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Salmon run spawns in Johnson Creek

POULSBO — It’s a natural commodity shrouded in debate and often seen as a topic of division, but there’s one group that Johnson Creek has kept moving on a singular path.

The salmon.

Jumbled and eager like the starting masses at the New York City Marathon, hundreds of chum and coho salmon have been filling Johnson Creek in their attempts to repopulate their kind. A life cycle that takes anywhere from three to five years to complete, for these fish it is not only a return to their beginnings, but the end of the line. And for nearby residents, it’s proof despite the political ruckus created over the creek and its buffers, it’s still serving as a natural habitat swimmingly.

“People don’t realize what a wonderful, wonderful thing we have here,” said Poulsbo resident Jan Wold, a former member of the National Forest Service who now resides along the Johnson Creek estuary. “I just think that this could be something really cherished. It’s a gem. It’s a jewel.”

The noise from the salmon alone is a distinctive one, an earnest splashing as each creature soldiers on, the females in an attempt to lay their eggs, the males to fertilize them. While many of the salmon never again leave Johnson Creek — their bodies working as fertilizer and nutrients for other area wildlife even after their death — those eggs become a new set of salmon soon to head out to Liberty Bay, and eventually the Puget Sound and Pacific Ocean.

“It’s really kind of a complicated system that they have,” Wold said.

Suquamish Tribe biologist Jonathan Oleyar said the creek most likely contains between 800-900 salmon, and the run will continue through the month, peaking around Thanksgiving.

He said due credit should be given to the fish, as surviving the ocean is a tough job, and making the return to their roots no easy task.

“Their ultimate goal is to get back to the stream where they were born,” he said. “They actually give a lot back to the system.”

Oleyar said the Johnson Creek corridor is one still intact, providing a home to a diverse population of bear, otter, cougar, coyote, bobcat and deer. He said he hopes Poulsbo takes care to preserve the area in a way that salmon, too, can continue to make it home.

“It’s a lot these fish have to go through,” he said. “Give them something to come back to.”

Smart growth is a solution Oleyar called on to save areas such as that along Johnson Creek, pointing out the Poulsbo Place developments as neighborhoods that allow the preservation of “green spaces.” Johnson Creek was alloted 150-foot buffers in the city’s Critical Areas Ordinance changes re-instituted this July, but Oleyar said development, even behind a buffer, can have a negative affect.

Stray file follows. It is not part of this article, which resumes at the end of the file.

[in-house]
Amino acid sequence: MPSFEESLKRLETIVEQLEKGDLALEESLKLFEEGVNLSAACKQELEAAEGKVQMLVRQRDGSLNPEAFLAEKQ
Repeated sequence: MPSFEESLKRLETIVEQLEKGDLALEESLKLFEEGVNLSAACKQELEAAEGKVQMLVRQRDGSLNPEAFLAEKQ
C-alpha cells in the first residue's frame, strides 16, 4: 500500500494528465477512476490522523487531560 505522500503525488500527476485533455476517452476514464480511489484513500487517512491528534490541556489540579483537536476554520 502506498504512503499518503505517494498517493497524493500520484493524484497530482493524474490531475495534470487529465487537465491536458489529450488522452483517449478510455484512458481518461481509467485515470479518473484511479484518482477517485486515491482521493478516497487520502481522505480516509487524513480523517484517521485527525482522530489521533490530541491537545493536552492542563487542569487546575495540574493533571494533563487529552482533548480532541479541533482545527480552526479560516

“Definitely the hydrology of some of the smaller streams are very affected by development,” he said.

Johnson Creek activist Molly Lee agreed, calling for innovative development.

“I like to think that we can still do things to keep Johnson Creek OK,” she said. “This is such a precious thing we have and we haven’t destroyed it yet.”

Wold said despite the struggle the creek has seen, the salmon run is the perfect display of the area’s natural importance — one that is still preservable.

“The salmon are a good indicator of everything else going on in the creek,” Wold said. “There’s still time.”

As one of the last creeks in an urban area with such low surrounding development, Oleyar said Johnson Creek and its character mean a lot to him personally.

“It’s kind of a special place for me,” he said. “I think we need to appreciate what we have as far as salmon goes... I just hope I see them every year.”

He said most streams connecting with Liberty Bay see fish return in the fall. Poulsbo’s Fish Park and Frederickson’s Wilderness Park off Big Valley Road are good places to spot salmon on their mission.

“They’re so earnest. How can you not come and look at this?” Lee asked. “It’s really pretty special... It’s just wild.”

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